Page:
Geothermal energy produces base-load power. That is, it is not intermittent like wind and solar, but instead can produce electricity 24 hours per day, seven days per week with little downtime. It provides a consistent, reliable and predictable source of power. There are three power plant technologies being used to convert geothermal fluids to electricity. The conversion technologies are dry steam, flash, and binary cycle. The type of conversion used depends on the state of the fluid (whether steam or water) and its temperature.
Dry steam power plants use the steam directly from the geothermal reservoir to drive turbines that produce electricity. Because they require steam temperatures > 250ºC they will not be suitable for most Australian applications.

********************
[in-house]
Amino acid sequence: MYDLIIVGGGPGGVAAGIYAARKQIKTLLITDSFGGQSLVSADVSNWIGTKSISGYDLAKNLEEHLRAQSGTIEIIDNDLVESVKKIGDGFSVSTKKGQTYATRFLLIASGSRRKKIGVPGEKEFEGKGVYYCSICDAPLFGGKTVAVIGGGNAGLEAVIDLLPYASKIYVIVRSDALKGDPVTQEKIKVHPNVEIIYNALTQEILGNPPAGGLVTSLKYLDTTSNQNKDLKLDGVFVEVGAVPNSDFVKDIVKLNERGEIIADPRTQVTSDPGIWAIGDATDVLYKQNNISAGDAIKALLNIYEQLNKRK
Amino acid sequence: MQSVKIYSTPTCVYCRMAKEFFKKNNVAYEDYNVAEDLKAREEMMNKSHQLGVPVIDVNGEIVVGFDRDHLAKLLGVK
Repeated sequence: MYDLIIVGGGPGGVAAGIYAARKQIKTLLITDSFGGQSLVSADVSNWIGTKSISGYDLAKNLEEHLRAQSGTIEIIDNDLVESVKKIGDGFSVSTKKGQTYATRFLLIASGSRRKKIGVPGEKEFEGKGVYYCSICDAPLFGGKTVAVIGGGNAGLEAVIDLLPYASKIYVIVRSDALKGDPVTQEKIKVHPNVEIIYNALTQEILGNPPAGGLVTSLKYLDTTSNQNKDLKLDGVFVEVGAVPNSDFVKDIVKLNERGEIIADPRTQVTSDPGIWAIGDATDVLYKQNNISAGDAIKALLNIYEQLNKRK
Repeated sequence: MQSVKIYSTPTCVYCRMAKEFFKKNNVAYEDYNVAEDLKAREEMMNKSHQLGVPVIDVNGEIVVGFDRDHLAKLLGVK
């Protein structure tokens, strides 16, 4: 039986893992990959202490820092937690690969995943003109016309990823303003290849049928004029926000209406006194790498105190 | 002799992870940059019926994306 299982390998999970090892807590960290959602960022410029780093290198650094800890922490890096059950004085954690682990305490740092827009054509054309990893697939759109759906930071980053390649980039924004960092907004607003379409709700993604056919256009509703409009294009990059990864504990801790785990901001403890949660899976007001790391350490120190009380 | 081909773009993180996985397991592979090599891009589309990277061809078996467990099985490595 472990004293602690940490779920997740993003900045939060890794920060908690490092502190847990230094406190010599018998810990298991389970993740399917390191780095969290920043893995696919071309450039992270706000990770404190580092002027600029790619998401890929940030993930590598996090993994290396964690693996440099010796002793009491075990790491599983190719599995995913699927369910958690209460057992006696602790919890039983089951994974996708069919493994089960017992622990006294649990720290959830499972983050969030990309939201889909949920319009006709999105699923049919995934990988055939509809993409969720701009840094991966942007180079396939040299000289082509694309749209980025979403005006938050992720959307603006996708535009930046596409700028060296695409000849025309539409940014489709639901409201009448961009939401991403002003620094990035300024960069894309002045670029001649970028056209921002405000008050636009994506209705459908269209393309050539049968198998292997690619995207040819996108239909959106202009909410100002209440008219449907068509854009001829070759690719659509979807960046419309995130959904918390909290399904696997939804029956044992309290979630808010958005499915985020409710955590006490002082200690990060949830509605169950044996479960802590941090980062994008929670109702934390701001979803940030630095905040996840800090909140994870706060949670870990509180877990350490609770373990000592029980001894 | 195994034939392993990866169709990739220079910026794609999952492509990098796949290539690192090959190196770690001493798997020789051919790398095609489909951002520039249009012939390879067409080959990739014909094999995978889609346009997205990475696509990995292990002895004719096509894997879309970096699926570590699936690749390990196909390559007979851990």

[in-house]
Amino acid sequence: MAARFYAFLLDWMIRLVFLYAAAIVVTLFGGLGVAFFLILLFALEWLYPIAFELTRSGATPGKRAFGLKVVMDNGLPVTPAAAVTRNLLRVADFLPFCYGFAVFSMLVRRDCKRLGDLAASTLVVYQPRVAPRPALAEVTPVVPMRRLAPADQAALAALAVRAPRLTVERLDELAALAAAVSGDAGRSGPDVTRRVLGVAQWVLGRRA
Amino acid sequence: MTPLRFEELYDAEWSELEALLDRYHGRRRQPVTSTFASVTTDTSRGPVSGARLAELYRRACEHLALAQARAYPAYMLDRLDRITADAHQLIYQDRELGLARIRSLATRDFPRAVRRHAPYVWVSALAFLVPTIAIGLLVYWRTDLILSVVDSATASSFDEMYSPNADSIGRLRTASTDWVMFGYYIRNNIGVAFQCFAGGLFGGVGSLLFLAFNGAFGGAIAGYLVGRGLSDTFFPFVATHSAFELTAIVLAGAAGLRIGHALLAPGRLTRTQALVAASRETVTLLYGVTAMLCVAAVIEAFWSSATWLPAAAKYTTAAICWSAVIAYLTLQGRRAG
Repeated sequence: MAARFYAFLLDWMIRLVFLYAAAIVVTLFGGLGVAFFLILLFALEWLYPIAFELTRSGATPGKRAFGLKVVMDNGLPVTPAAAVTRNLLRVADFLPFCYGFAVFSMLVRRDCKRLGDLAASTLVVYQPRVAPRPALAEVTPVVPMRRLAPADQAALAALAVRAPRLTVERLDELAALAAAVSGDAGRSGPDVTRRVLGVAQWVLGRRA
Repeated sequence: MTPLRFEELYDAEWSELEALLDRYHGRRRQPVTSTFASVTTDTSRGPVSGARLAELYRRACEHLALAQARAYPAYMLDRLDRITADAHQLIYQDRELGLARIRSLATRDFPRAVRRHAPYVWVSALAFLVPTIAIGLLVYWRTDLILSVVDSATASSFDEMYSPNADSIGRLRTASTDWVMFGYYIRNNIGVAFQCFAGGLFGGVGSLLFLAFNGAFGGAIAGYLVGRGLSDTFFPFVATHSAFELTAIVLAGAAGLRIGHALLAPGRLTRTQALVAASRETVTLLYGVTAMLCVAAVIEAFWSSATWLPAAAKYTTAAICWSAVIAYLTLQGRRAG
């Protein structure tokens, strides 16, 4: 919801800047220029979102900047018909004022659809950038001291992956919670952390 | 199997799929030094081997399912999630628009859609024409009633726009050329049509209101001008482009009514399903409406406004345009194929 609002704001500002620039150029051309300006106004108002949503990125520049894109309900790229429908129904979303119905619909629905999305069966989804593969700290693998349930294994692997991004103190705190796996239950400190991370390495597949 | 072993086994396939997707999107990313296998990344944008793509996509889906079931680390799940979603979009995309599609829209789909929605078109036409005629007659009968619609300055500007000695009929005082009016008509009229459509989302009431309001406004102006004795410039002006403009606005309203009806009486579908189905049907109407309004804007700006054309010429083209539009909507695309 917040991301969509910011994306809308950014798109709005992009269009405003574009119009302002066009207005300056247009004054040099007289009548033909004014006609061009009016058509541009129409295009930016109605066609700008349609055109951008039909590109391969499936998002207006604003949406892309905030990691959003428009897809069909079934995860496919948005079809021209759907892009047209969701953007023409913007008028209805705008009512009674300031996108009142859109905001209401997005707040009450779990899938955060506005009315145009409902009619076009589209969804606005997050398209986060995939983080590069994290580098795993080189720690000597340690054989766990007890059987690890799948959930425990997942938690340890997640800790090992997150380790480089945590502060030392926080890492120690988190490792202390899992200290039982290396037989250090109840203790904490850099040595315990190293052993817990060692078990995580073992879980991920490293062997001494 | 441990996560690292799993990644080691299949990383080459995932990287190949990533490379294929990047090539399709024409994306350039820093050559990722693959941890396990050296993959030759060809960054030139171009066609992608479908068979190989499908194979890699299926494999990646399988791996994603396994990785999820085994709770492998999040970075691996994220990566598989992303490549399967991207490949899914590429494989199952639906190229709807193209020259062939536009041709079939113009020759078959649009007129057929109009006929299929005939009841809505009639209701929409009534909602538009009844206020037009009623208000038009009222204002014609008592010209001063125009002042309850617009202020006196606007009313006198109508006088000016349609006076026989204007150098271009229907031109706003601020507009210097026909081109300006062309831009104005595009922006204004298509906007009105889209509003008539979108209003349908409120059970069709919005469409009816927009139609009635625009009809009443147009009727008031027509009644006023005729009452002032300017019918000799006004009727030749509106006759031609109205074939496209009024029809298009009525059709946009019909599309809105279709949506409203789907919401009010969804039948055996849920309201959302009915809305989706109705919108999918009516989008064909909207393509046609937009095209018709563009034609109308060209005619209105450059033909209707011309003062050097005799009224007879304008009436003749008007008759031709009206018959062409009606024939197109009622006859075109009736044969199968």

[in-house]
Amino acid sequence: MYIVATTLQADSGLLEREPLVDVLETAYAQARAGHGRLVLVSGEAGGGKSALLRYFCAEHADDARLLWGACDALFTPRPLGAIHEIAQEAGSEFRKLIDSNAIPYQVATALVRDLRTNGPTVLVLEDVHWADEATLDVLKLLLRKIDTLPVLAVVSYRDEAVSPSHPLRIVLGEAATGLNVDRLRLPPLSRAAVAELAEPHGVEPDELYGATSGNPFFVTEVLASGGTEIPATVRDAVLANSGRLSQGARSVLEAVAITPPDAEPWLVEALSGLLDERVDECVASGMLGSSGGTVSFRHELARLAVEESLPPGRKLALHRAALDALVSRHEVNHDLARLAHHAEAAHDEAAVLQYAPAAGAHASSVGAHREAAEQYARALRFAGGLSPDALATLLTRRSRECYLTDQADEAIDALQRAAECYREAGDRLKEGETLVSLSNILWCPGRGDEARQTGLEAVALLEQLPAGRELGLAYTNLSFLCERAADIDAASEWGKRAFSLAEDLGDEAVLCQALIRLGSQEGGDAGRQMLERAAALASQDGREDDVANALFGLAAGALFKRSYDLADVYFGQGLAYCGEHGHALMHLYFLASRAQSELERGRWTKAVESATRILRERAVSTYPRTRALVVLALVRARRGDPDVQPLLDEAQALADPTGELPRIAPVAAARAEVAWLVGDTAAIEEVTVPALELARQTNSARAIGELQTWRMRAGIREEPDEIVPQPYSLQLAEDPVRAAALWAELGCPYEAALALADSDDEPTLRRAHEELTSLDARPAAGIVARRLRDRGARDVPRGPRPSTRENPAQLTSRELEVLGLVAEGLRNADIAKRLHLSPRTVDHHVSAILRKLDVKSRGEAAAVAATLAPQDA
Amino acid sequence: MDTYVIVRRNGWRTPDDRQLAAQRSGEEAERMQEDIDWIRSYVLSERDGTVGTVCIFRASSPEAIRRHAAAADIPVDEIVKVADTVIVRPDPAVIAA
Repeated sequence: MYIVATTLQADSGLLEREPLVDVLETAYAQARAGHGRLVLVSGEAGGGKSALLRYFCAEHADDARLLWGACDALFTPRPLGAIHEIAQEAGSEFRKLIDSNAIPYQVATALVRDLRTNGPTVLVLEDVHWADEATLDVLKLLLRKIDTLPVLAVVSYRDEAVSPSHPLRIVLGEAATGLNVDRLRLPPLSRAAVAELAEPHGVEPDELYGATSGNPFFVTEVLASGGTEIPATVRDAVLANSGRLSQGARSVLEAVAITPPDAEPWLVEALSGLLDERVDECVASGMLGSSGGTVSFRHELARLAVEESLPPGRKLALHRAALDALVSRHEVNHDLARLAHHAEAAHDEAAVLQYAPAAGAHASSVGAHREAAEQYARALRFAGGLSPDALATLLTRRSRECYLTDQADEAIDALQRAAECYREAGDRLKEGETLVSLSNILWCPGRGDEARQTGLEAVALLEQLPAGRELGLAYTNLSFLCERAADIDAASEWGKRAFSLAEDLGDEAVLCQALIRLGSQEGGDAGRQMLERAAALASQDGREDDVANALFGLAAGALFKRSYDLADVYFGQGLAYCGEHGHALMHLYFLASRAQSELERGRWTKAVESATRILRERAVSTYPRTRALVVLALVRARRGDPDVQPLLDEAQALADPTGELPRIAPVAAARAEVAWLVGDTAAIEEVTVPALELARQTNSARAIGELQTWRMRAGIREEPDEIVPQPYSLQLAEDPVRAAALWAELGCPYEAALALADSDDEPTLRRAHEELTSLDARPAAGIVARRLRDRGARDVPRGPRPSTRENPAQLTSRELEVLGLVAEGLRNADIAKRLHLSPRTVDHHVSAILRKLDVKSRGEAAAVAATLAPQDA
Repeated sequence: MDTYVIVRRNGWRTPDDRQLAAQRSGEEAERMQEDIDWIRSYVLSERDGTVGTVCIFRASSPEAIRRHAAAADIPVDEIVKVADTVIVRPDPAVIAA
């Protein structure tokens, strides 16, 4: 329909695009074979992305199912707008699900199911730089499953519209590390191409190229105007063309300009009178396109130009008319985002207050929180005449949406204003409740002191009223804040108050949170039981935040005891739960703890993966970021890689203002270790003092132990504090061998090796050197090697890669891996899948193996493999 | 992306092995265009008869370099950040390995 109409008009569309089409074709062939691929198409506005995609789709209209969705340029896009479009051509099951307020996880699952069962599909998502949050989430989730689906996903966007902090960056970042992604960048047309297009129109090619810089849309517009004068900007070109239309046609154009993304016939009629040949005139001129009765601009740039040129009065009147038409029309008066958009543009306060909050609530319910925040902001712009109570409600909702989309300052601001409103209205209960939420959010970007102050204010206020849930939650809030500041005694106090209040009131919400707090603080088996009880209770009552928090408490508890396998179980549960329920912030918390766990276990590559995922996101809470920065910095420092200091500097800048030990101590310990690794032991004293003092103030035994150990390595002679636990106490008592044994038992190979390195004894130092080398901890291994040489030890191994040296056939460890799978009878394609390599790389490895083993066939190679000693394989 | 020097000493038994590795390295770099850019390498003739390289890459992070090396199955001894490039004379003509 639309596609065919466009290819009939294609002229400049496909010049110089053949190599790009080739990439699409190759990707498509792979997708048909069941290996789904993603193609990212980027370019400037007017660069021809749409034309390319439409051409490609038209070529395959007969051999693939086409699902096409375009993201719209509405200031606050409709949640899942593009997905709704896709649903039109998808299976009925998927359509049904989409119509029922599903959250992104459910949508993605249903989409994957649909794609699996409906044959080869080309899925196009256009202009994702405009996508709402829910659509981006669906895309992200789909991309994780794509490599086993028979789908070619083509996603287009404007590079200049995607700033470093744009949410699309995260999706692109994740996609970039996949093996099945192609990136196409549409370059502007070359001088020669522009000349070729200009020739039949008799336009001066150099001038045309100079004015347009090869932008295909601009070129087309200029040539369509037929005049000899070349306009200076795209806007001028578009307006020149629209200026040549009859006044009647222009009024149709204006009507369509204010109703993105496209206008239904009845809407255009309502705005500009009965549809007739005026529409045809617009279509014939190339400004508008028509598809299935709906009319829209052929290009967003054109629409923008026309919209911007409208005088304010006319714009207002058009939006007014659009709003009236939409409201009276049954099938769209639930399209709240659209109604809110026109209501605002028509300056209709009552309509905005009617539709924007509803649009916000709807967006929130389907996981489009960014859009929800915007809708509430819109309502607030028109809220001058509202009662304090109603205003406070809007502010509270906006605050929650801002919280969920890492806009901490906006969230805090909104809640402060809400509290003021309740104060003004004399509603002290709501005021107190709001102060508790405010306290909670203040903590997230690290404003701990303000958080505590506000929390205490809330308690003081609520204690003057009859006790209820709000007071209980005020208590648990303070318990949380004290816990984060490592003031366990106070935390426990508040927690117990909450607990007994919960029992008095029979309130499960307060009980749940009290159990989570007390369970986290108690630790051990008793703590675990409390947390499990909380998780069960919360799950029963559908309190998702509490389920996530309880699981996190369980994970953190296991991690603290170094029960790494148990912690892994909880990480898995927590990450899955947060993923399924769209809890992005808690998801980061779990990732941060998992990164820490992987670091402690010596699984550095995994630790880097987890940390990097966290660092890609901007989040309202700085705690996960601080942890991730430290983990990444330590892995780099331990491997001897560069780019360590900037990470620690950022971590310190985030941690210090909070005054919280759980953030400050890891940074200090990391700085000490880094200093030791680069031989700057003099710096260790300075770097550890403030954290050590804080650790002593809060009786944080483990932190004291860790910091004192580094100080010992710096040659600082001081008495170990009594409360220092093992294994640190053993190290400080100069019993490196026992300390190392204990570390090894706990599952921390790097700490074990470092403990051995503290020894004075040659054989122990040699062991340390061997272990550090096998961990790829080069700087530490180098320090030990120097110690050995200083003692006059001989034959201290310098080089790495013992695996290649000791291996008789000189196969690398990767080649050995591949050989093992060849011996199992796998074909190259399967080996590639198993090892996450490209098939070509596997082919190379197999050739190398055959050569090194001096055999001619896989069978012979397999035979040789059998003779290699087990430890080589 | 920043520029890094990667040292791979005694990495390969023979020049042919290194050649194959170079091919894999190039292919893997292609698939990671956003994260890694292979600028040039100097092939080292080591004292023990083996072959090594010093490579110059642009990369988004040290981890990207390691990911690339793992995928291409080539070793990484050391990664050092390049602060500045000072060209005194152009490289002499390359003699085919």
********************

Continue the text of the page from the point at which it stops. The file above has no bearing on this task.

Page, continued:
Flash steam plants are the most common type of geothermal power plants in operation today. They use water at temperatures greater than 180°C that is pumped under high pressure to the generation equipment at the surface. The water is seperated from the steam, and the steam used to drive turbines for electricity production. These are ideally suited to Hot Rock resources.
Binary cycle geothermal power generation plants (Figure 3) differ from Dry Steam and Flash Steam systems in that the hot water from the geothermal reservoir never comes in contact with the turbine/generator units. Instead the geothermal fluid is used to heat and vaporise another fluid that boils at a lower temperature than water. They can generate electricity from temperatures as low as 90ºC, but operate with better efficiency at higher temperature. This style of power station is likely to become the dominant type used in Australia.